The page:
With its stock soaring to nose-bleed levels and its devices dominating the headlines and markets, what more could the folks at Apple do? Well, how about further disrupting the music world, with reports that the wizards of Cupertino plan to develop an internet radio service (read it here).  That would put Apple in a run for the money with providers like Pandora, Spotify, Slacker and Clear Channel’s iHeartRadio. And while web-streaming radio-servers have attracted audiences,  the revenue hasn’t been so great. So what’s Apple up to and how do the legal rights to the music itself play into this deal? According to GIGom, Apple is just trying to keep its customers happy and hooked in.

Tim Westergren, founder of Pandora, says his license prohibits his product from much customization.  Pandora isn’t actually licensed directly by labels-artists; they, rather, have a statutory license through the government.  The webcaster license does not allow for ‘on demand’ streaming — hence the inability to ‘rewind. ‘Pandora has more than 900,000 songs in its database from 90,000-plus artists and, if you want it click here.

The “performance complement” was adopted in the DMCA in 1998 and limits a webcaster under statutory license from playing too many songs by the same artist in a limited period:  No more than three songs can be played in a row by the same artist; no more than four songs can be played in a three-hour period by the same artist; no more than two songs from the same CD can be played in a row;  and webcasters cannot promote exactly when a song will be played in the future.  You can read more about this here from David Oxenford.
Such limits don’t sound like what we know Apple might accept. So could it turn to other business models?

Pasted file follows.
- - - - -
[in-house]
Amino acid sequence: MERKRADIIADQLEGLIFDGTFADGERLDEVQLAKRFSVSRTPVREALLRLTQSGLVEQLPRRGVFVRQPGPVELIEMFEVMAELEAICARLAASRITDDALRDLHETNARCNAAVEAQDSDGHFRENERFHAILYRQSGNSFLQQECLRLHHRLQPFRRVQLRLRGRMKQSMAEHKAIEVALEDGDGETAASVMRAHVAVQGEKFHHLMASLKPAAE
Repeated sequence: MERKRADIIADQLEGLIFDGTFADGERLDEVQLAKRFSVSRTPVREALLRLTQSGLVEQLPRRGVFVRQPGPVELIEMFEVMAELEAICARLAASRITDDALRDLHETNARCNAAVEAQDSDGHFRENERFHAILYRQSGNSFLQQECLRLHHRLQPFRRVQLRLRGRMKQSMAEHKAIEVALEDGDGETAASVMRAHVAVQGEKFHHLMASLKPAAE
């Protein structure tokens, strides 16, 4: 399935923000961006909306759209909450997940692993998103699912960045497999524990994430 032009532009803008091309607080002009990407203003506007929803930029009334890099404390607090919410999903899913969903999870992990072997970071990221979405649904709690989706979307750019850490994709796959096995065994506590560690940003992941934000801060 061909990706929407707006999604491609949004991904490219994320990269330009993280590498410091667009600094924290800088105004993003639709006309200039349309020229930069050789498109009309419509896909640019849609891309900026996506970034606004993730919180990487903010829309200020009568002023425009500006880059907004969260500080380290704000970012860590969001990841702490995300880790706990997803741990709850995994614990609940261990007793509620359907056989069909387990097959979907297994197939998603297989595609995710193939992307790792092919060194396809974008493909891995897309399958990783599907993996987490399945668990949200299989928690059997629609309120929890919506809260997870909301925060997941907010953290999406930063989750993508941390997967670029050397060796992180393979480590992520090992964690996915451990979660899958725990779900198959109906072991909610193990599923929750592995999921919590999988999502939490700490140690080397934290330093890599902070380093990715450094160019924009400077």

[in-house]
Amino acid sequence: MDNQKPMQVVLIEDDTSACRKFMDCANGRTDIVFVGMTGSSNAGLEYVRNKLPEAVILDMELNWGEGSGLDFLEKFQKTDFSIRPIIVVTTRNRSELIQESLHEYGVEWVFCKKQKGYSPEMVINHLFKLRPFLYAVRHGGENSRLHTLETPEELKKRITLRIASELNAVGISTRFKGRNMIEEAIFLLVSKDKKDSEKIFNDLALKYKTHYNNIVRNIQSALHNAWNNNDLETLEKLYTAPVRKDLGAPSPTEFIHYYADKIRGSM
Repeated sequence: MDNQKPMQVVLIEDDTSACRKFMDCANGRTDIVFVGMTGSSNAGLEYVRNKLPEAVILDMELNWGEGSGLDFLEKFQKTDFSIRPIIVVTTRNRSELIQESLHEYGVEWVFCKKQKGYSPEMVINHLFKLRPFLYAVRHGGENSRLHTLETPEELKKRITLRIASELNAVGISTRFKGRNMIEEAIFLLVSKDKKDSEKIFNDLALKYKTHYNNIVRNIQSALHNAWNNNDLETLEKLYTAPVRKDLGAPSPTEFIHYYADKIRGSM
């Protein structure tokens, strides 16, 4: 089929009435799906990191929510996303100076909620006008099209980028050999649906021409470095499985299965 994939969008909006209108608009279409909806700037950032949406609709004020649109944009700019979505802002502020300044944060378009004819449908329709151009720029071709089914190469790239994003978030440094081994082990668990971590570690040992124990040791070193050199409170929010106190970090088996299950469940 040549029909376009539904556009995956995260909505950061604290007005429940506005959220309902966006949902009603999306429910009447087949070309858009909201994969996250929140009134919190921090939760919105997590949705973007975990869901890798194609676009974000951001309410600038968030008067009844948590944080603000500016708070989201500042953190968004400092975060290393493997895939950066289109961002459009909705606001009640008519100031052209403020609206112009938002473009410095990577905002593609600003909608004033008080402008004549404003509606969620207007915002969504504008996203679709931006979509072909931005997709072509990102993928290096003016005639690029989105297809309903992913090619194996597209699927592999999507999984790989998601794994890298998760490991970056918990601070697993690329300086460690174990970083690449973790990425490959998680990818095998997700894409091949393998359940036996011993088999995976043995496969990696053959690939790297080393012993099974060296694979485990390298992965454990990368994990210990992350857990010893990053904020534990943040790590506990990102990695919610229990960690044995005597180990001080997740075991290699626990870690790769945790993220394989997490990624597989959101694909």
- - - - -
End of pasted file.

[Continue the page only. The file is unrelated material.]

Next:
MOG (Music on the Go) is a paid subscription online music service founded by David Hyman.  Check it out here.  MOG claims that it is “100% legal” having licensing agreements with every major music label and thousands of independent labels, thus providing legal access to a vast catalog of more than 16 million songs.  Similarly, Spotify is a Swedish music streaming service using licensing agreements with more than 15 million songs.  (Check it out here).
Some independent artists have complained that they are inadequately compensated but Spotify replies that 70% of its revenue is paid out in royalties.  In the race to be the server with the most offerings, Spotify just announced that it is in negotiations to stream HBO Nordic content to Scandinavian customers.
Slacker, another music-streaming service, has license deals with Sony BMG Music Entertainment, EMI, Universal and Warner along with indie labels and top music publishers. This allows its users to save songs from Slacker radio stations for later playback.
As for iHeartRadio (check it out here),   it ranked No. 4 on AdAge’s Entertainment A-List in 2010 and says it offers access to more than 800 Clear Channel live-radio stations streaming on-line.
So which path will Apple rumble down? It is rumored to be seeking direct licenses with record labels and it’s too early to know if Cupertino will offer a free or subscription service or how it will handle advertising. But where the company with the nation’s maximum market valuation heads, others are sure to tremble.
Cydney Tune and Christopher Lockard have written in detail about licensing and royalty requirements for webcasters.  You can find more information here.